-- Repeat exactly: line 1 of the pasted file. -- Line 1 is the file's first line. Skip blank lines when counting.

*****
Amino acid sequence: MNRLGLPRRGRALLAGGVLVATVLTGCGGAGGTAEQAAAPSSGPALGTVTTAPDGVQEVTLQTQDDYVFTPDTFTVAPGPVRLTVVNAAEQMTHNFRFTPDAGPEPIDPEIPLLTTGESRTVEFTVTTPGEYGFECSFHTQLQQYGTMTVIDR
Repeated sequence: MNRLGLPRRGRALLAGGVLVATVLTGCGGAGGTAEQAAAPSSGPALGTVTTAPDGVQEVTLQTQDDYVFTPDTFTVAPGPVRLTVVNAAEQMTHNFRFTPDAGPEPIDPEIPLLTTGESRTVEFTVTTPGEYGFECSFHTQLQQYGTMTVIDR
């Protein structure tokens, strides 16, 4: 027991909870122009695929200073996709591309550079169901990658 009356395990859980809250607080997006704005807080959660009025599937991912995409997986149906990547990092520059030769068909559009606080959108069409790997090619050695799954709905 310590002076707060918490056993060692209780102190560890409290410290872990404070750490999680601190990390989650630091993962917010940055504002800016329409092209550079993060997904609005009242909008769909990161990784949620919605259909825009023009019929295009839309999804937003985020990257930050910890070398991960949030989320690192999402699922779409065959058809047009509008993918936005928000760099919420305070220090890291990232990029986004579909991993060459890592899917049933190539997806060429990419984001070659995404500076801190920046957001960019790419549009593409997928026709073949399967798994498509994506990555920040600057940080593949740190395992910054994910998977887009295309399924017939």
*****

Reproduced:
Amino acid sequence: MNRLGLPRRGRALLAGGVLVATVLTGCGGAGGTAEQAAAPSSGPALGTVTTAPDGVQEVTLQTQDDYVFTPDTFTVAPGPVRLTVVNAAEQMTHNFRFTPDAGPEPIDPEIPLLTTGESRTVEFTVTTPGEYGFECSFHTQLQQYGTMTVIDR